By Sidhanta Patnaik
Unbroken eighth-wicket stand of 63 runs saves the day for Pakistan against England
After restricting England to 204-7, Pakistan fumbled in its chase before Zafar Gohar and Amad Butt showed amazing composure in an emotionally draining atmosphere to put on an unbroken 63-run stand for the eighth wicket to take its side to the final with five balls to spare.
When Gohar and Butt came together, Pakistan was tottering at 142-7 and the game looked to be England’s. With 13 overs still remaining, it knew that the situation demanded sensible batting instead of wild slogging. And, egged on by a significant number of supporters in the stands, Pakistan went about its business meticulously.
Except for the odd boundary, the two scored mostly in singles. As Pakistan inched closer to the target, England buckled under pressure on the field. With Pakistan needing 16 off 16 balls, more sloppiness on the field meant that Jack Winslade had only four runs to defend in the final over, which he conceded to Butt with a full toss off the first delivery.
Pakistan started its chase on a sedate note before Imam-ul-Haq, who had pulled his hamstring in the 42nd over of England’s innings, and Sami Aslam took the punt and attacked Winslade to hit three fours in the sixth over of the innings.
Sensing that Imam and Aslam – who had three century stands coming into the game – were enjoying the pace of the ball, captain Will Rhodes introduced off-spinner Robert Sayer in the eighth over, which proved to be a masterstroke.
Going for one shot too many, Aslam attempted a sweep to the wrong line and was trapped lbw. A little later, Rhodes deceived Hasan Raza with a slower delivery and the batsman drove it straight to Sayer at mid-off. That made the total 57 for 2, which became 57 for 4 after a sensational collapse.
Imam, who looked in terrible pain, missed the line off Robert Jones and was struck on the pads and was given out.
After that, Kamran Ghulam pulled a short delivery from Jones straight to Ben Duckett at short mid-wicket and suddenly, before the floodlights were on, Pakistan was struggling and the tension in the stands was palpable.
Saud Shakeel and Ameer Hamza went about rebuilding the innings diligently after that, keeping things simple but punishing the loose deliveries from the spinners. Wicketkeeper Joe Clarke dropped Shakeel on 14 and the pair added 74 runs as it looked like the pressure was taking its toll on the players.
Once Rhodes brought back his seamers, Sayer had Hamza lbw for 35, and that opened the floodgates again as Matthew Fisher had Saifullah Khan and Shakeel caught behind off similar short deliveries.
Shakeel made 45 but the way he soaked up the pressure was remarkable. It was a lesson Butt and Gohar learnt well, eventually remaining unbeaten on 26 and 37 respectively.
That the game reached the situation it did after England was reduced to 69 for 4 was because of Rhodes, who scored an unbeaten 76, and Ryan Higgins, who made 52, and some handy partnerships down the order.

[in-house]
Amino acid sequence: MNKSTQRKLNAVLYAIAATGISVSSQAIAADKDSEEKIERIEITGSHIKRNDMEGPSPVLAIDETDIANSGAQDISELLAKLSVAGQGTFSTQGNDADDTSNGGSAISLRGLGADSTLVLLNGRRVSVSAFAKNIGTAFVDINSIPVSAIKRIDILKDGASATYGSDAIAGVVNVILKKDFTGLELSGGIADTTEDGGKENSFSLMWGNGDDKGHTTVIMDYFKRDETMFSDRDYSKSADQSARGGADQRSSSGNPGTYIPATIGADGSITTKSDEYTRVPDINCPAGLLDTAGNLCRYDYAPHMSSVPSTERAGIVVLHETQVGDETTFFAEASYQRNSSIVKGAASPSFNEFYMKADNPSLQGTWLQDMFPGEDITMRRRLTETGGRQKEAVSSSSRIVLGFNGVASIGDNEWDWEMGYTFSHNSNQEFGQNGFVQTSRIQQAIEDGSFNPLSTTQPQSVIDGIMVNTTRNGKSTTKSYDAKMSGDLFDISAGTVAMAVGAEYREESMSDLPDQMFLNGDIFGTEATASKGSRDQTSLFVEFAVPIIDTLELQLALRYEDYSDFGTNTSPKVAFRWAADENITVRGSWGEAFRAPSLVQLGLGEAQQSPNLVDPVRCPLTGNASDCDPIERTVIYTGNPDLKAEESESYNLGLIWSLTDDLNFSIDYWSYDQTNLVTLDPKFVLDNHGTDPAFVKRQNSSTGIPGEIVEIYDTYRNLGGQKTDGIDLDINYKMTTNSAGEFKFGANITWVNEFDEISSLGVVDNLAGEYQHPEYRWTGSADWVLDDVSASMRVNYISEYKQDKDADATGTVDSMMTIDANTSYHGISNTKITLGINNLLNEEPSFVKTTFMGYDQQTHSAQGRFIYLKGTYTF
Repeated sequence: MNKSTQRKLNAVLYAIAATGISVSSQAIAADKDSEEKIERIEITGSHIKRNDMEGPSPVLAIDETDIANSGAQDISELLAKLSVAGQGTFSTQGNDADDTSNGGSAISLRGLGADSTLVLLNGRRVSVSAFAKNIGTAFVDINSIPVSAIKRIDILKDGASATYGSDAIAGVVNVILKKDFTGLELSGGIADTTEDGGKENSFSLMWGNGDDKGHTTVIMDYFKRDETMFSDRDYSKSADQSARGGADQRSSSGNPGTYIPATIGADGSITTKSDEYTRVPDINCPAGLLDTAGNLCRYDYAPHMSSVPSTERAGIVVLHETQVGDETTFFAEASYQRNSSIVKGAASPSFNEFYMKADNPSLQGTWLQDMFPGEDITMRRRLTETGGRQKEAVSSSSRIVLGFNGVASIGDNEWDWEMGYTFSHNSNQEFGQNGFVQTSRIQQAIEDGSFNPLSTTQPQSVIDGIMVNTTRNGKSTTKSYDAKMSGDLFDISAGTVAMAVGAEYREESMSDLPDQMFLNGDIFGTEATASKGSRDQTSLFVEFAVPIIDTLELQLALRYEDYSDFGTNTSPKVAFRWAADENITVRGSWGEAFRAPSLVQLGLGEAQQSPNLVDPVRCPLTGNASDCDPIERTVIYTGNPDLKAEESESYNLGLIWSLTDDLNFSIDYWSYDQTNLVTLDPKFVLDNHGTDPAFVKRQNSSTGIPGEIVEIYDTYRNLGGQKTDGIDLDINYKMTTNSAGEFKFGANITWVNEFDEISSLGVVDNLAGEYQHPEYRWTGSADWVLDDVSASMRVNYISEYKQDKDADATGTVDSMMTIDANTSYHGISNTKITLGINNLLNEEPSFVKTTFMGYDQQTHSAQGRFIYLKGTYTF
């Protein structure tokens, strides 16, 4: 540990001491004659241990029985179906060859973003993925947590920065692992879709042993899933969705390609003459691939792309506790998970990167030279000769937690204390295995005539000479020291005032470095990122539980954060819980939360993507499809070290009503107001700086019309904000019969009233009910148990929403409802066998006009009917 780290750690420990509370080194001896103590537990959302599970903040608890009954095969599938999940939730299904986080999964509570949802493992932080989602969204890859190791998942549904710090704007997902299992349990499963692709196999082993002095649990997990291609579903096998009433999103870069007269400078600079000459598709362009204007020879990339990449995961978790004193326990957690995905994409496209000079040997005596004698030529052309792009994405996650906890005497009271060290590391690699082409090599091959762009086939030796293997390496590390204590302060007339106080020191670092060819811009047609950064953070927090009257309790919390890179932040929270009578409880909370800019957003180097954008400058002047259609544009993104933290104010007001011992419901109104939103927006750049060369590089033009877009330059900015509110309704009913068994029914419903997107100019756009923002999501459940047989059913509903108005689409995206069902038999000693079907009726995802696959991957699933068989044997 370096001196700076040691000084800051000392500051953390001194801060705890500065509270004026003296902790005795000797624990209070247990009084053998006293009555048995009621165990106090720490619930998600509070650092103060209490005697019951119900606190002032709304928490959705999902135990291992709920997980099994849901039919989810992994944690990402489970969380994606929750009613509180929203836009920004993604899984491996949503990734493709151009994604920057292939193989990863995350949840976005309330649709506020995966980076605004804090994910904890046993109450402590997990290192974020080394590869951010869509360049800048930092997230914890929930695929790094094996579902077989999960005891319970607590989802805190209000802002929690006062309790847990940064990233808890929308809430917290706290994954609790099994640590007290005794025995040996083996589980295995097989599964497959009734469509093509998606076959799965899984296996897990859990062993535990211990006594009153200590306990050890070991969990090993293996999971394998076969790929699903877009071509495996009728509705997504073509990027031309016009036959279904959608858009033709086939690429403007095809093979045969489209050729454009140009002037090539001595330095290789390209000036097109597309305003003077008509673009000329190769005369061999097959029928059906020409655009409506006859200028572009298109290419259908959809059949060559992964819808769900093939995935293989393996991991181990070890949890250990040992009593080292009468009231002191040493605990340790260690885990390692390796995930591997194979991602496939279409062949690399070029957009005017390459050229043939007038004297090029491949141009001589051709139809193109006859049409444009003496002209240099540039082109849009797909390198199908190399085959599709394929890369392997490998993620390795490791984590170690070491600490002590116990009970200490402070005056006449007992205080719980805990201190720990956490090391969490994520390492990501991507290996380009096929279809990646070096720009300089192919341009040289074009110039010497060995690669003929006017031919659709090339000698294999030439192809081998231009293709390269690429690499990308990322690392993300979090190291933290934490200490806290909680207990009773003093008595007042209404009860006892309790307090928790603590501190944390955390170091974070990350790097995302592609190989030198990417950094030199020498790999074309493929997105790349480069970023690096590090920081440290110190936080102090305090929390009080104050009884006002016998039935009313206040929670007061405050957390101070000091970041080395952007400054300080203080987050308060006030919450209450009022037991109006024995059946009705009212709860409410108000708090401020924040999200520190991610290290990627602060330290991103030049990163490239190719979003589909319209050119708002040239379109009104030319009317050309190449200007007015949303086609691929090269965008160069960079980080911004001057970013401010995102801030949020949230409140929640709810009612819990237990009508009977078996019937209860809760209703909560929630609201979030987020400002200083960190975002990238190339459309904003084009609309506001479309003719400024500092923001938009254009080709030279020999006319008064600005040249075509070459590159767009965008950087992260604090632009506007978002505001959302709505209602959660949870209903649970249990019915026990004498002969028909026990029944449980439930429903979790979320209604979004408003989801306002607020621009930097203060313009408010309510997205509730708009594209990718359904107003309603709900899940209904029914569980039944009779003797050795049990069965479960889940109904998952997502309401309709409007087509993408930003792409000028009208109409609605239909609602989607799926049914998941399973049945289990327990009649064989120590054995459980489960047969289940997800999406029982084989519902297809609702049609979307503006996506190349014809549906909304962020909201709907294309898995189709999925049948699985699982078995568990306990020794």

England’s inability to rotate the strike had been one of the areas of concern for the team in the initial stages of the tournament, but it looked like it had sorted out against India. However, it came back to haunt England in this game.
England took 21 balls to score the first run off the bat, but by then, Zia-ul-Haq had sent Jonathan Tattersall back. Zia set up Tattersall with a series of driving-length deliveries, which the batsman was not able to hit through the infield, and then bowled one a bit short, which Tattersall hit straight to Imam at backward point. Soon after that, Harry Finch, short on footwork, hit a length delivery from Butt straight to Raza at short cover and England were 1 for 2.
Duckett showed intent but Raza pulled off one of the best catches of the tournament to send him back. Duckett had flicked an overpitched delivery from Zia, and Raza dived to his right at short mid-wicket and caught the ball with two hands, leaving the batsman looking shell-shocked.
England tried to get on top of the game by opting for the Power Play in the 17th over, a strategy that had worked against India, but it could score only 15 runs as the Pakistani bowlers continued to bowl in the right channel. The lack of runs got to Ed Barnard as he dragged a delivery from Ghulam on to the stumps.
Barnard looked disappointed, and he had every reason to be as, in his company, Higgins was slowly starting to take charge. Higgins, however, found an ally in Rhodes. While Higgins was intent on holding his end up, Rhodes used his feet well against the spinners.
One stretch in the innings did not see a boundary being scored for 97 balls, before Rhodes pulled a short delivery from the left-arm spinner Shakeel to break the shackles.
England’s plan of taking the game into the slog overs, during which it has usually been productive, was working well till Karamat Ali picked up two wickets in two balls in the 38th over. He broke the 50-run stand as Higgins was deceived by flight and turn to be stumped for 52 in 99 balls, with just one hit to the fence. With his next delivery, Karamat accounted for Clarke, who had made a vital 42 against India, with a googly.
With England reduced to 119 for 6, Pakistan seemed to have pulled things back, but Rhodes took charge after that. Rhodes, targeted the straight boundaries, hit two massive sixes as England scored 50 runs in the last five overs.
That seemed to have done the job till Gohar and Butt made it Pakistan's night.